The circuit court concluded that, because Wyrick was a party who had made a claim against the Commonwealth, and because the documents requested by Wyrick were not discoverable under the Rules of Civil Procedure, the documents could not be obtained through an open records request. According to the circuit court, this is true “even if the document is not ‘excluded’ from the application of the Open Records Law under one of the 14 subsections of KRS 61.878(1).” This interpretation, which Revenue urges us to adopt, is simply not supported by the clear language of KRS 61.878(1).

The Court of Appeals addressed this same issue in Kentucky Lottery Corp. v. Stewart:

[The civil litigation limitation] does not exempt or exclude all records from the open records disclosure, in favor of discovery in litigation or anticipated litigation cases, but limits the release of records specifically listed in KRS 61.878(1) to those records which parties can obtain through a court order. The gist of this wording is not to terminate a person's right to use an open records request during litigation, but to limit a court on an open records request on excluded records, to those records that could be authorized through a court order on a request for discovery under the Rules of Civil Procedure governing pretrial discovery. Any other interpretation would allow a nonparty ․ to obtain records not exempted, while a party before an administrative agency could not obtain these same nonexempted records because administrative agencies are generally not subject to pretrial discovery. This would bring about an absurd or unreasonable result which cannot be fostered by the courts. The Legislature clearly intended to grant any member of the public as much right to access to information as the next.14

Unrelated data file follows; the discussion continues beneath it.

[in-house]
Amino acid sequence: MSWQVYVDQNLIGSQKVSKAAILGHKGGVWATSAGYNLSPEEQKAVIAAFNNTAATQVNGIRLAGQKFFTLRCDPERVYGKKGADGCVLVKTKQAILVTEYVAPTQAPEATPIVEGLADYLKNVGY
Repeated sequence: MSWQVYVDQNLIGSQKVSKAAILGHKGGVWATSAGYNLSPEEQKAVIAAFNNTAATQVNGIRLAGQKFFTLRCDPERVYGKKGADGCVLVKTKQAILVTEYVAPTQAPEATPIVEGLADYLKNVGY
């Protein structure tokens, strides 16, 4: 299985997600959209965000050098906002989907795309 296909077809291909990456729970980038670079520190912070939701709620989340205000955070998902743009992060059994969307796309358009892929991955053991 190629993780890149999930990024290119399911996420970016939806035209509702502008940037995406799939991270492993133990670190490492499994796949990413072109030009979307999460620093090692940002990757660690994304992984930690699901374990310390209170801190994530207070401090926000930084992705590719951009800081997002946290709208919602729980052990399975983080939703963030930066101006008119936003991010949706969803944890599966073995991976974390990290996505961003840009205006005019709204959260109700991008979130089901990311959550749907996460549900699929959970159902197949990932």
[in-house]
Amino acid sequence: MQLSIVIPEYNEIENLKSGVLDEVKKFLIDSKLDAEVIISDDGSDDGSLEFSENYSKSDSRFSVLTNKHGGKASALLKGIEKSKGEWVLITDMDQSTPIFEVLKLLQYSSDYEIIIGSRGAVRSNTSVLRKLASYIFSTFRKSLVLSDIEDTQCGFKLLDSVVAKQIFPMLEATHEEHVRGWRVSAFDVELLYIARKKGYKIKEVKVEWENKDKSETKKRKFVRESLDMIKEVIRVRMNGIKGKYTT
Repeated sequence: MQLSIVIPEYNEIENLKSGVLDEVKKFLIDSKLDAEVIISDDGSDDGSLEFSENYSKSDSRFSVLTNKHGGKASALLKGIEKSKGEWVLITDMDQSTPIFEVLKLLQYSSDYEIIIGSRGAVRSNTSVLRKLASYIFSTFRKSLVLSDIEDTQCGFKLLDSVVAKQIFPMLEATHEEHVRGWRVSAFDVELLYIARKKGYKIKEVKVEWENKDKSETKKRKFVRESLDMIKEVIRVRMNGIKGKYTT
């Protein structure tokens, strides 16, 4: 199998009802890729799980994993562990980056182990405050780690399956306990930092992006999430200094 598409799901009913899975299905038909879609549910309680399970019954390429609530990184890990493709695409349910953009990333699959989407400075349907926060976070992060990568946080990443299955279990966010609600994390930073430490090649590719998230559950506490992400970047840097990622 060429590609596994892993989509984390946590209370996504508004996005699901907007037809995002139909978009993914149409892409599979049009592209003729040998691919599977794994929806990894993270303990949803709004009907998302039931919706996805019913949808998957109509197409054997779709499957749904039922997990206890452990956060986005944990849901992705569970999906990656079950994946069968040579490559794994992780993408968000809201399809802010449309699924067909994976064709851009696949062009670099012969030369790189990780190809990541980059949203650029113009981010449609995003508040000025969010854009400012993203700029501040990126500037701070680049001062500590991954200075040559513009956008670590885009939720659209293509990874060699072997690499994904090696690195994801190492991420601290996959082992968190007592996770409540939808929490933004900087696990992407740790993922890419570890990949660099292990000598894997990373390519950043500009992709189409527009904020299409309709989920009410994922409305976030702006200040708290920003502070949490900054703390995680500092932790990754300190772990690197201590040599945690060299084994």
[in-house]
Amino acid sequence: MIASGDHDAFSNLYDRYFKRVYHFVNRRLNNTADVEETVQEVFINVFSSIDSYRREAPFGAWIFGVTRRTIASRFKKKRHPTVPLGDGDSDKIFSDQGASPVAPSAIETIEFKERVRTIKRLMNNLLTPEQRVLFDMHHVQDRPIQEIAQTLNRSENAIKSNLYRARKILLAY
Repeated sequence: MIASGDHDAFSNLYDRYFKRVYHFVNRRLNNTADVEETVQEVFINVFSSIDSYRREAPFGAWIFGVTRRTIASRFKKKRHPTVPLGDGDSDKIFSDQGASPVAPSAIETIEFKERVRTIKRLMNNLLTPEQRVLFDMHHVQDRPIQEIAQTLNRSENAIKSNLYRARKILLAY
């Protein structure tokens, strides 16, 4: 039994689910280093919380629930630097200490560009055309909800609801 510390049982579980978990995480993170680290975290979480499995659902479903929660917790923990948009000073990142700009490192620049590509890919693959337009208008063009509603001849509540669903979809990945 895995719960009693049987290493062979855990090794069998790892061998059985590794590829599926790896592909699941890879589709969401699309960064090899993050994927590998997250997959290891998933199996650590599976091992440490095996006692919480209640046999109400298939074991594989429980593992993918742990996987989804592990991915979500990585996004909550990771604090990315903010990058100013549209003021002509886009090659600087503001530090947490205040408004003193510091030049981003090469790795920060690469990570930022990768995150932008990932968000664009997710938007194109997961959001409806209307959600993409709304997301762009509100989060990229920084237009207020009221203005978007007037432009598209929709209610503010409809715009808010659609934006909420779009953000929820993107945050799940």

The civil litigation limitation is an explanation of a court's authority to order inspection of documents otherwise exempted from disclosure under KRS 61.878(1)(a)-(n). It is not an exception to an agency's duty to disclose nonexempted records. And it does not allow a court to prevent disclosure of records available to the general public simply because the requesting party is involved in litigation against a public agency.